Month: September 2023

Brokenhearted But Not Broken

As we have seen the prophet Habakkuk was greatly burdened by all of the corruption and iniquity within his own nation of Judah. He was also concerned and deeply troubled by the rising Babylonian empire that was threatening their safety. The Chaldeans (Babylonians) were ferocious and cruel invaders who God was going to use to discipline and humble Judah not many years from the time of Habakkuk’s writing. Yet, there are two encouraging aspects of the Lord’s actions at this point that we can cling to even today: God did not chastise Habakkuk for his questions that were asked in faith and with respect; and, even more reassuring is the fact that the Lord answered his questions. Secondly, God always carries out his perfect justice at the right time and in the right way.

References: Luke 18:8; Colossians 3:25; Isaiah 30:18; Deut. 32:4; 2 Thes. 1:8-9; Romans 12:19; Romans 3:26.

Key to Habakkuk’s faith-building was the following declaration he made after the Lord answered him—“I will stand on my guard post, and station myself on the rampart; and I will keep watch to see what he will speak to me…” (Hab. 2:1). This is a declaration of faith, a pledge to wait for the Lord to act and to listen to what more God would say to him. Likewise, we can determine to “station” ourselves to hear the Lord and trust in His plan:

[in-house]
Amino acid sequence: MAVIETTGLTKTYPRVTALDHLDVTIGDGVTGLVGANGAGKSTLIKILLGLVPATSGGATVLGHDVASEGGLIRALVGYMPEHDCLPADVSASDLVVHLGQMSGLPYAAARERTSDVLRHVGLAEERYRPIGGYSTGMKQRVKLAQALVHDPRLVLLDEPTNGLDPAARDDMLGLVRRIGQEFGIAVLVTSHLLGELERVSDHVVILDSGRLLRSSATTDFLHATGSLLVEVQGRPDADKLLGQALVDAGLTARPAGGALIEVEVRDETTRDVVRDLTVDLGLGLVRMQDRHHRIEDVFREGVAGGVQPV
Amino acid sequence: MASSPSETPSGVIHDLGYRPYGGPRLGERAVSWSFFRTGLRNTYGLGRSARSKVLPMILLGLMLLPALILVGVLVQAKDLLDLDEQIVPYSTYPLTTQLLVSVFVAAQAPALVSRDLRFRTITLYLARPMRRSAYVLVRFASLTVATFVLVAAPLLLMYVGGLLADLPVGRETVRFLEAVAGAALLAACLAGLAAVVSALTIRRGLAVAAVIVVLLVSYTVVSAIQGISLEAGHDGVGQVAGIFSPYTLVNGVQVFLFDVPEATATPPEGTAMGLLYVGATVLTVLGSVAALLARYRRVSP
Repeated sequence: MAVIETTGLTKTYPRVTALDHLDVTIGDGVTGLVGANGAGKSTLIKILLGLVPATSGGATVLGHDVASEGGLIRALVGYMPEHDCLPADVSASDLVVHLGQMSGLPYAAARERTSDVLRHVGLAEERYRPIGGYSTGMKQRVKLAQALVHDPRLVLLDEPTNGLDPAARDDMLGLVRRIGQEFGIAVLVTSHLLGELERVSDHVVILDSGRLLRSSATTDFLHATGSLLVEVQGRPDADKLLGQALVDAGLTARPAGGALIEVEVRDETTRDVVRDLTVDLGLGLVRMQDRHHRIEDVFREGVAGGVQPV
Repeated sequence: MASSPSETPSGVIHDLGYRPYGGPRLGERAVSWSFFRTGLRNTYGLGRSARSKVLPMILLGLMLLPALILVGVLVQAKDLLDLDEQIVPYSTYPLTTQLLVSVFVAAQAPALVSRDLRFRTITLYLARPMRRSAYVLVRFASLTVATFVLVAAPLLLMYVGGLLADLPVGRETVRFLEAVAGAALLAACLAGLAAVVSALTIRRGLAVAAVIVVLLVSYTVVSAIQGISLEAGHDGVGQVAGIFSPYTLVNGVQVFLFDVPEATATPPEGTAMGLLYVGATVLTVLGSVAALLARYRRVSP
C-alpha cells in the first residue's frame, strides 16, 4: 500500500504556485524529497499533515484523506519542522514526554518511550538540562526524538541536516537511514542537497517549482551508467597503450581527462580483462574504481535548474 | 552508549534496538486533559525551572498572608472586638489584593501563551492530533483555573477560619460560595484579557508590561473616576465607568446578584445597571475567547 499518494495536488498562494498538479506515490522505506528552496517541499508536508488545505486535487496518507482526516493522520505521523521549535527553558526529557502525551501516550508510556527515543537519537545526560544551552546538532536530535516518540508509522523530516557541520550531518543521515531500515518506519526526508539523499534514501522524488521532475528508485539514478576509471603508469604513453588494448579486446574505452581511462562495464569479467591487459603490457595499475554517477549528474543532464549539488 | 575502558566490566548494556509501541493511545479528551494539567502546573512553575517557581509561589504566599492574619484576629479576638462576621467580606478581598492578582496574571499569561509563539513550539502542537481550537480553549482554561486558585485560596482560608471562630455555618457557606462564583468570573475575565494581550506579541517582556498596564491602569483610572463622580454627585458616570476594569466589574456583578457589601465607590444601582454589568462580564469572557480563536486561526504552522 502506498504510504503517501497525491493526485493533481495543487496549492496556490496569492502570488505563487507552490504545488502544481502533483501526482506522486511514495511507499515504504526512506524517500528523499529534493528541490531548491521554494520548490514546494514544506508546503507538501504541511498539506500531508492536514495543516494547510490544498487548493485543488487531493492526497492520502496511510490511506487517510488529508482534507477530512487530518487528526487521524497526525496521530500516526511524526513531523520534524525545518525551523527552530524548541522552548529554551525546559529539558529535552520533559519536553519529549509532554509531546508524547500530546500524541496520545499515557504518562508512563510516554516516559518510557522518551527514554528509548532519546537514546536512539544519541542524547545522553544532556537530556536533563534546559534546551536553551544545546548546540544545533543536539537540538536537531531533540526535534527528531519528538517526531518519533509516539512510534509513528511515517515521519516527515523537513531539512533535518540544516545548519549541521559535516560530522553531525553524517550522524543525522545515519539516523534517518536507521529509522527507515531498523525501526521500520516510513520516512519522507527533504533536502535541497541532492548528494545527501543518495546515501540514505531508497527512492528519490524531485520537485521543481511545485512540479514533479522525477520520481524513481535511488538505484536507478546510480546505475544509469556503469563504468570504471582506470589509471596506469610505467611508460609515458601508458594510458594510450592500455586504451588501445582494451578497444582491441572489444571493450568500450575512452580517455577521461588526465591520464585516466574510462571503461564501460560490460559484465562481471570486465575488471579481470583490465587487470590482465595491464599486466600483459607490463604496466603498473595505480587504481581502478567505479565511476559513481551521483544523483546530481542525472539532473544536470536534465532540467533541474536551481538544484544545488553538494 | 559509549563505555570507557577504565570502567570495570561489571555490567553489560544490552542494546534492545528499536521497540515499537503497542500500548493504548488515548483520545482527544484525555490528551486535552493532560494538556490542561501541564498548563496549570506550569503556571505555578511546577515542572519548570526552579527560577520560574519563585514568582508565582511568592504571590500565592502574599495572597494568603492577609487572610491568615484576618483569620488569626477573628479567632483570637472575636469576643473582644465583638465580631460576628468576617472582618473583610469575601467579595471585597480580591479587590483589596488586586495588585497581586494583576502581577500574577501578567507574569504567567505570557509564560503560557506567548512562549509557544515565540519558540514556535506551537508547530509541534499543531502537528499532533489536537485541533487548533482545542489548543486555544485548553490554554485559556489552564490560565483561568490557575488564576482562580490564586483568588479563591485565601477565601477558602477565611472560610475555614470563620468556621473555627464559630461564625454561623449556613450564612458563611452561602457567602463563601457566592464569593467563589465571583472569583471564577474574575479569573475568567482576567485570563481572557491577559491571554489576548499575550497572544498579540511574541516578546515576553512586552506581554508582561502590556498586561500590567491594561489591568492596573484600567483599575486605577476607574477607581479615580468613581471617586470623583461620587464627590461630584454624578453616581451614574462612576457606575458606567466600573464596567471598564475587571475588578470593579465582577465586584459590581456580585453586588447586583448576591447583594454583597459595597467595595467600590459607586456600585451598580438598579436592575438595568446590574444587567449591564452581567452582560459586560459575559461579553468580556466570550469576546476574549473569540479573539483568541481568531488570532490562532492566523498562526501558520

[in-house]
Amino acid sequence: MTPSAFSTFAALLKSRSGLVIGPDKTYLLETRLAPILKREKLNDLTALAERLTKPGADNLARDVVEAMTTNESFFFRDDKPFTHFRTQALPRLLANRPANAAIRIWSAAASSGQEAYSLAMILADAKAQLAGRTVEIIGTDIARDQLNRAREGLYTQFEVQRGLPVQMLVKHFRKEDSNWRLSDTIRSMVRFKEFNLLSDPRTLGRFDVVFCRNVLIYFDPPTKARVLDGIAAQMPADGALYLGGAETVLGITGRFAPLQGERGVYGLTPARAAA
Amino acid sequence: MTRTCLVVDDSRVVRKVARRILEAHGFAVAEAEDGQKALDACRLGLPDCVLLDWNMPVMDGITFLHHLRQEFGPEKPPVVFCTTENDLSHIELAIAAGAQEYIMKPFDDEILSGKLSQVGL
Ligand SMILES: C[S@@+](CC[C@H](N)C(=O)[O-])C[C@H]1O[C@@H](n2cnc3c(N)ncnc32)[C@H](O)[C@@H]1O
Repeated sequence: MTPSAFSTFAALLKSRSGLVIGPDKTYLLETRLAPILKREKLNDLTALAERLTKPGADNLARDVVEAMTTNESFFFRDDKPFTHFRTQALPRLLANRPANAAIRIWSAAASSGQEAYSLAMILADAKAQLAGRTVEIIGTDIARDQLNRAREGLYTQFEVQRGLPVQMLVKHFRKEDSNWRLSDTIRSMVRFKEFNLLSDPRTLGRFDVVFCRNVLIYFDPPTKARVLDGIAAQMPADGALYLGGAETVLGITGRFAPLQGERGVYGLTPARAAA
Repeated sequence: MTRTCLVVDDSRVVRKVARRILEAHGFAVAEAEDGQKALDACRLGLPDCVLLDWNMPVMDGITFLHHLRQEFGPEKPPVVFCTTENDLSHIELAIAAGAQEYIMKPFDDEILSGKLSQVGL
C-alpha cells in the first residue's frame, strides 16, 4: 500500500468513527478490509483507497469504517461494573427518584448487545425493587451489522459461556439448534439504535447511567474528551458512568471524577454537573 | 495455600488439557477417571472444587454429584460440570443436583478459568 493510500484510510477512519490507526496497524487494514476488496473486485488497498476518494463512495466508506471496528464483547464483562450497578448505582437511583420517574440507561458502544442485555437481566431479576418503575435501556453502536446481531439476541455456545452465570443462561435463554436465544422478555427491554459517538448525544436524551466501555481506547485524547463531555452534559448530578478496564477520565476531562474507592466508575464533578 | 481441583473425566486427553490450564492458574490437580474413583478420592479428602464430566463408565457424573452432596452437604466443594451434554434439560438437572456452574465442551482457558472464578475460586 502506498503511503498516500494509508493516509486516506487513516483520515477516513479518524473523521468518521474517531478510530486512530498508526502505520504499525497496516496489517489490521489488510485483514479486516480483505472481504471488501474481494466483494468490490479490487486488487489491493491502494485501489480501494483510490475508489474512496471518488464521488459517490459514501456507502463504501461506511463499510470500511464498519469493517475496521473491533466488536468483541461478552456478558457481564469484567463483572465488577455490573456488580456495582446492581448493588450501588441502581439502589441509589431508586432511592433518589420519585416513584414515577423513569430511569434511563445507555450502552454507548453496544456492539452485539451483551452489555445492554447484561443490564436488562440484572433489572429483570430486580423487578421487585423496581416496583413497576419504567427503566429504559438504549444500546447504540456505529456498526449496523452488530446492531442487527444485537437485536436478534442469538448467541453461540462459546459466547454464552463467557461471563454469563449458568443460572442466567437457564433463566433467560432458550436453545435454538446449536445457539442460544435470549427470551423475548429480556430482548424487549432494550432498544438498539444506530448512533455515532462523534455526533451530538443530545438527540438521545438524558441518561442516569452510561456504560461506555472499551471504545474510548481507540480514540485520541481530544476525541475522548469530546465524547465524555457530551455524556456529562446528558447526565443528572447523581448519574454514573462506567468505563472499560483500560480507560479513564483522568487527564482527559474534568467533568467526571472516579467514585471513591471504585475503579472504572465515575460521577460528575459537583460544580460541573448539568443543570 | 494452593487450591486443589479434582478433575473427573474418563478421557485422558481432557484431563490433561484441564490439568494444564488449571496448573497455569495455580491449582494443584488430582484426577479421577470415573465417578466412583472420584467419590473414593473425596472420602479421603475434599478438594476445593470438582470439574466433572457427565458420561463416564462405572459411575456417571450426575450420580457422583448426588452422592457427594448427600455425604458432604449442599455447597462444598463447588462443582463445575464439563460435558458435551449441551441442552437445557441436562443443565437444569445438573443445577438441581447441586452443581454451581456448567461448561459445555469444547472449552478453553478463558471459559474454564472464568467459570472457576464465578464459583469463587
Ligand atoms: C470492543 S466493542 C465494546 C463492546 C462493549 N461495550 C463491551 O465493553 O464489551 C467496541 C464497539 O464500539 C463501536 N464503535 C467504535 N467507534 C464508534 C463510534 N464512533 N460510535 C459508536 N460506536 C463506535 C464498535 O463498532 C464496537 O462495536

Brokenhearted Over the Nation

Habakkuk 1: 3-4, “Why dost thou shew me INIQUITY, and cause me to behold GRIEVANCE? for SPOILING and VIOLENCE are before me: and there are that raise up STRIFE and CONTENTION.

Therefore the law is slacked, and judgement doth never go forth: for the wicked doth compass about the righteous: therefore wrong judgement proceedeth.”

The wisest king who ever lived, King Solomon, concluded :

From today’s point of view, we could state the above truism in the following manner: